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2017 Chevrolet Camaro Overview
Whenever you see a new Camaro from now on, be sure to check out the hood—chances are it’ll tell you a lot. Specifically, look for a power bulge on the hood: this is for the heat extractor incorporated into the new, totally ripped Camaro ZL1, Chevrolet’s answer to all the other over-horsepowered sports cars out there. If there’s no power bulge, look for a contrasting black hood. Barring some kind of upgrade using aftermarket parts (hello, carbon fiber), the black hood signifies the new 1LE Package Chevy’s now offering on the 2017 version of its undyingly popular pony car. ZL1 and 1LE: letter-number combos sure to make almost any American muscle-car fan—short of the Mustang/Shelby die-hards—swoon with happiness.
The ZL1 was last available for 2015, a year before Chevy gave the Camaro a full redesign. The lineup that emerged for 2016 was limited to the LT and SS trims, with the crowning glory of monster V8 power conspicuously missing from the top of this performance-coupe heap. As noted, the absence has been effectively seen to for the upcoming model year: the new ZL1 flexes its muscles in the form of the same supercharged 6.2-liter V8 found in the flagship Corvette Z06. In the Camaro, this engine blasts out 640 hp and 640 lb-ft of torque, a notch under what it produces in the Corvette. No official 0-60 mph figure has been released, but current estimates are in the low-to-mid-3-second range, quite an improvement from the former ZL1’s 4.1.
As for the 1LE: the package was available on the previous- (sixth-) generation V8 Camaro trims, but, as with the ZL1, things have been skipping around in terms of availability since the recent redesign. What matters now is that the 1LE package is available on both LT trims equipped with the optional V6 engine and SS trims with the V8. Chevy says customers specifically requested the track-oriented 1LE package be paired with the V6, and the Camaro’s chief engineer has even pointed out that V6 1LE cars have posted lap times comparable to previous-generation V8 models in development tests.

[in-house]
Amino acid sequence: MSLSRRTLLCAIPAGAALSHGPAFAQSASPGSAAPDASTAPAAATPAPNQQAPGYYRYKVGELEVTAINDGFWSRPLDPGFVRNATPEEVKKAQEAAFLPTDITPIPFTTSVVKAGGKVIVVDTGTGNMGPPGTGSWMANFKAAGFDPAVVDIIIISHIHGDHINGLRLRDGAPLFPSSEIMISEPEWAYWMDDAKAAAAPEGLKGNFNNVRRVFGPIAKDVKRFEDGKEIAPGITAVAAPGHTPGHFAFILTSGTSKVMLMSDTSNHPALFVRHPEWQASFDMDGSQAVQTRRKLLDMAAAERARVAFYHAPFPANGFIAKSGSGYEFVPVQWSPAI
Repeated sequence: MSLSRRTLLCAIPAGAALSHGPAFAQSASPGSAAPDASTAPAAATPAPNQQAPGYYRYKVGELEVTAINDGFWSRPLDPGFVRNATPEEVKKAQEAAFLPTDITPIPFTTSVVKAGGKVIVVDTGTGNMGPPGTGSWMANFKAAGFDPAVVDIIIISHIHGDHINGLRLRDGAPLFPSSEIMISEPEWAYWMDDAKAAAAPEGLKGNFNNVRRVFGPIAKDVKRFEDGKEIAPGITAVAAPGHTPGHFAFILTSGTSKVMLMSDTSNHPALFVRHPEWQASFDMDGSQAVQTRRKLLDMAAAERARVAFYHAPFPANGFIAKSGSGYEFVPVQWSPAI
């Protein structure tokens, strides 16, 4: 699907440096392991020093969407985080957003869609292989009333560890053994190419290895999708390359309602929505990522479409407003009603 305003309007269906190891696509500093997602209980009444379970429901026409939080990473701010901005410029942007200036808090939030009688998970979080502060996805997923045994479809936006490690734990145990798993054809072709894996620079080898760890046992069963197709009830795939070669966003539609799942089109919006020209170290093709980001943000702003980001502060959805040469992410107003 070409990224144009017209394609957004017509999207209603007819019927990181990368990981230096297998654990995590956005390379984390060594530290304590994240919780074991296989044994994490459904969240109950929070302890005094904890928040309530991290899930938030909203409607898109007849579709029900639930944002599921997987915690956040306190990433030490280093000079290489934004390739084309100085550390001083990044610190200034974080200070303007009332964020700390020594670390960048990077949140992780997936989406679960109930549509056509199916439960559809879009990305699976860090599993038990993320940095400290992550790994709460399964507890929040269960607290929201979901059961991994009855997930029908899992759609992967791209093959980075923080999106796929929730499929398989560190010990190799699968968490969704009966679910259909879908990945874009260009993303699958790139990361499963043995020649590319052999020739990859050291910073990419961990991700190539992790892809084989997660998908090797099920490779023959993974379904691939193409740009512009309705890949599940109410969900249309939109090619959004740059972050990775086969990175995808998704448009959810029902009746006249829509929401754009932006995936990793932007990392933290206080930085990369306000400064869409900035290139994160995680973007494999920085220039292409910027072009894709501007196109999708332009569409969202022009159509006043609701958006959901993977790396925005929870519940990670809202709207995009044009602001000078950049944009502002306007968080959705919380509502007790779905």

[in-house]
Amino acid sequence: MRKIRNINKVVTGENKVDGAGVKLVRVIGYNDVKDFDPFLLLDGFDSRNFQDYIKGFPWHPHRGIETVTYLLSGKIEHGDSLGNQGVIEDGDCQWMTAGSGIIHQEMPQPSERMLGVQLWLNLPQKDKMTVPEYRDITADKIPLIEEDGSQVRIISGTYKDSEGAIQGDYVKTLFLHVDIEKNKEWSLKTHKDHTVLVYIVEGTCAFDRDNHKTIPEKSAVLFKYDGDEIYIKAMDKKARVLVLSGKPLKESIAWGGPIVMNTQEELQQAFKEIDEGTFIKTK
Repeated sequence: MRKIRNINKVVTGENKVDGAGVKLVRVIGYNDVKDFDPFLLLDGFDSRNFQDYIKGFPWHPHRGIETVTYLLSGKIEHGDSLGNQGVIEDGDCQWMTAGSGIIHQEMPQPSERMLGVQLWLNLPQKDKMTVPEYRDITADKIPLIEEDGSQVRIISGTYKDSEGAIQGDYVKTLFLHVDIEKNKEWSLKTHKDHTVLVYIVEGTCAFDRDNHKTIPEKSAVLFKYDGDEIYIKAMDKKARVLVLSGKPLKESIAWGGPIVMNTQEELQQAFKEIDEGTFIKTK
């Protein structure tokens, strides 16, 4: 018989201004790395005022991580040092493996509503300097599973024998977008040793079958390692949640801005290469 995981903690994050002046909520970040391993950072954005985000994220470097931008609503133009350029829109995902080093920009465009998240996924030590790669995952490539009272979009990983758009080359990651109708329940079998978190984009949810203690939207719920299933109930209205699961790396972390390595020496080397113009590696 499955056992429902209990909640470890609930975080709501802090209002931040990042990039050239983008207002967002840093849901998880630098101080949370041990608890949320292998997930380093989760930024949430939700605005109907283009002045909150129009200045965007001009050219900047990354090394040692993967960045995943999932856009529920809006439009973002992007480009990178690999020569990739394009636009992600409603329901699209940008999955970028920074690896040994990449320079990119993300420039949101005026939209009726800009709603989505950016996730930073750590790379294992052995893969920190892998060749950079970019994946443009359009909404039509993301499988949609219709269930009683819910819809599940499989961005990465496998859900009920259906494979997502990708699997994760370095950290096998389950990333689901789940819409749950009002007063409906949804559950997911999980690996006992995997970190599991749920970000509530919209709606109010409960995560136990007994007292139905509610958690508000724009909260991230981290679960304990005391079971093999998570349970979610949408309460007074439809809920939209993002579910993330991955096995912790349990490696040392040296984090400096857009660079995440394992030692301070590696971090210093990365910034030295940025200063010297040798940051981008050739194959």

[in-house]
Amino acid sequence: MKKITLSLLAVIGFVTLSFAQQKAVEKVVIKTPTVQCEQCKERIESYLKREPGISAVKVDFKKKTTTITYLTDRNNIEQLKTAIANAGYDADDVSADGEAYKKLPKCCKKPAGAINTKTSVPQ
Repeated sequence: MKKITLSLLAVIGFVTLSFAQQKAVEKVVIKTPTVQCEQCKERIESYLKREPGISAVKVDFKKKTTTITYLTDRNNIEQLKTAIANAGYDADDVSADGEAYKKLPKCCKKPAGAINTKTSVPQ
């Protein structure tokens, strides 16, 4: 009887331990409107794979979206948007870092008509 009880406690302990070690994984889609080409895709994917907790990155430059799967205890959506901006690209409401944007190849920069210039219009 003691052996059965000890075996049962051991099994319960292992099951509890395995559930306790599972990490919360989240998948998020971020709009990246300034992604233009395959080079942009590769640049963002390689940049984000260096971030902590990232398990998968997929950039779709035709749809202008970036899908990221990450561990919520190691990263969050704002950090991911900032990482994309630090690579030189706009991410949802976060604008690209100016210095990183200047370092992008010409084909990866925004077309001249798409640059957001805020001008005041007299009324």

On the LT, the 1LE package adds FE3 suspension components from the SS for sportier handling, 20-inch lightweight wheels with Goodyear Eagle performance tires, Brembo 4-piston brake calipers, a mechanical limited-slip differential, and the SS’s fuel system. On the SS, the package gets you magnetic ride control, a special electronic limited-slip differential, unique forged aluminum wheels with Goodyear Eagle F1 Supercar tires, and 6-piston front Brembo brakes. Regardless of which trim you start with, the 1LE includes a cooling package for when you keep pushing the engine into the red around the track, a dual-mode exhaust system, a suede steering wheel and short-throw shifter, that satin black hood mentioned above, a front splitter, a rear diffuser, and even an available PDR video/data recording system so you can revisit your track days on a screen when you’re through replaying them in your head.